However, there have been and there continue to be state criminal prosecutions that have proceeded out of an incident and an OSHA enforcement action, but which are not tied to OSHA’s civil case, he notes. Those are generally brought under state criminal statutes, like negligent homicide. “In my experience, federal OSHA would not engage in settlement discussions if the Department of Justice was even exploring the possibility of bringing a criminal charge,” Conn says. “There’s an openness in settlement discussions that is anathema to being a potential criminal target.”
More aggressive pursuit of criminal cases is only one of many recommendations in the National COSH policy platform, including:
“Federal OSHA and worker advocates should hold state OSHA programs to strict standards to ensure that their enforcement efforts are at least as effective as federal OSHA, as required by the federal OSH Act. Many of these programs have failed to live up to this promise and must be held accountable.”
“OSHA must take action to ensure that workers who speak up for job safety and health are protected from retaliation. State legislatures should also pass strong whistleblower laws that provide additional protections for workers.”
“A proposed rule on limiting worker exposure to deadly silica dust has languished for years in the standard -setting process. This standard should be adopted to ensure that no more workers die of silica-related disease.” (See related coverage.)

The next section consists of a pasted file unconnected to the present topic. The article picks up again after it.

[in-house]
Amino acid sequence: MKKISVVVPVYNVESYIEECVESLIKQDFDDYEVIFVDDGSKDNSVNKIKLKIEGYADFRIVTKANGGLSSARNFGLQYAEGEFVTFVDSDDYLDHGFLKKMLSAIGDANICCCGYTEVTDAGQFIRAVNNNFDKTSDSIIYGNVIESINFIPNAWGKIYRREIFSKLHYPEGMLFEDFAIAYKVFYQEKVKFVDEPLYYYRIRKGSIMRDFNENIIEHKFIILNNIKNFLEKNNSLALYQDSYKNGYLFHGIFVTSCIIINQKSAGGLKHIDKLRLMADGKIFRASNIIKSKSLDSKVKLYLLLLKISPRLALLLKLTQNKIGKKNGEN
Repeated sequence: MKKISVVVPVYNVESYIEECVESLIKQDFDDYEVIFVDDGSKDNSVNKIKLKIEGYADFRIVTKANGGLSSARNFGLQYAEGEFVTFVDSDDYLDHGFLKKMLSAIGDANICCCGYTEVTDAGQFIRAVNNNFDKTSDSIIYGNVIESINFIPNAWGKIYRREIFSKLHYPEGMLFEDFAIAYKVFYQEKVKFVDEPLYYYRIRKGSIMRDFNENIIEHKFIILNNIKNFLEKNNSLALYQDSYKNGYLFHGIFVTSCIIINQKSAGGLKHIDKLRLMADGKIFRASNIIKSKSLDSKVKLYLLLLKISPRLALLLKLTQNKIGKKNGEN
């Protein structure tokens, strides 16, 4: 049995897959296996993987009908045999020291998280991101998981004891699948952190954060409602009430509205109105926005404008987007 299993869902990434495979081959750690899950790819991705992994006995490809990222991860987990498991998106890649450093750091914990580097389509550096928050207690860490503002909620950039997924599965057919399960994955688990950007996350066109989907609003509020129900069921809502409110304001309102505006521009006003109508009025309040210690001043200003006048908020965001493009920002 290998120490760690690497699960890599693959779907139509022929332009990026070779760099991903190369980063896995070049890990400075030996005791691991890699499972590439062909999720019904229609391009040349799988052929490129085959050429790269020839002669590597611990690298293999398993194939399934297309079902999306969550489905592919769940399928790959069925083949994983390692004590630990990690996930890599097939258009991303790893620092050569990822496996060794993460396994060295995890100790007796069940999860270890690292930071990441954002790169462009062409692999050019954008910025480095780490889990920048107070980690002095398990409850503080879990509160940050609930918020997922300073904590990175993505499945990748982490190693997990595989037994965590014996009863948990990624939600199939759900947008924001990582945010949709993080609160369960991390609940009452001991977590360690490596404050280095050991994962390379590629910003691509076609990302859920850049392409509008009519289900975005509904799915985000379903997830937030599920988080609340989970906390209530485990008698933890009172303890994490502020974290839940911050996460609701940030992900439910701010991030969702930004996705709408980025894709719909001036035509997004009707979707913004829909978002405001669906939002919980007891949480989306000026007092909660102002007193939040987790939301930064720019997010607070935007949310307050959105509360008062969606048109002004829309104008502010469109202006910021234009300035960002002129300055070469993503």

“Advance legislation to establish a comprehensive chemicals policy grounded in the fundamental principles of precaution, substituting safer alternatives and right-to-know.”
“The U.S. Department of Labor should compile a complete listing of workplace fatality cases, with all relevant information, including names of workers on a publicly available website.”
“Workplace Violence Prevention Programs should be required in every worksite, including written protocols, training and protections to safeguard against, prepare for and reduce the risk of workplace violence.”
“Federal agencies and state and local governments should adopt policies for the awarding of contracts for public works projects to ensure that only responsible employers with effective safety and health programs are awarded contracts.”
“The U.S. Workers’ Compensation system must return to its original mission: providing medical care and income support to workers injured on the job. … A state-by-state and national policy framework is required to insure prompt and certain payment to injured workers and their families. Decisions about medical care must be determined by workers and their health care providers, without interference from employers or insurance companies.”
“The Centers for Disease Control [and Prevention] (CDC) must incorporate occupational health and safety issues in its assessment of potential burdens of disease and other outcomes resulting from the impacts of short and long-range climate projections.”
National COSH further advises that policymakers address ergonomic concerns in health care, saying a major source of injury to health and personal care workers is musculoskeletal disorders. The group urges “patient handling with safer methods using equipment to lift, transfer and reposition health care patients and residents.” — Christopher Cole ()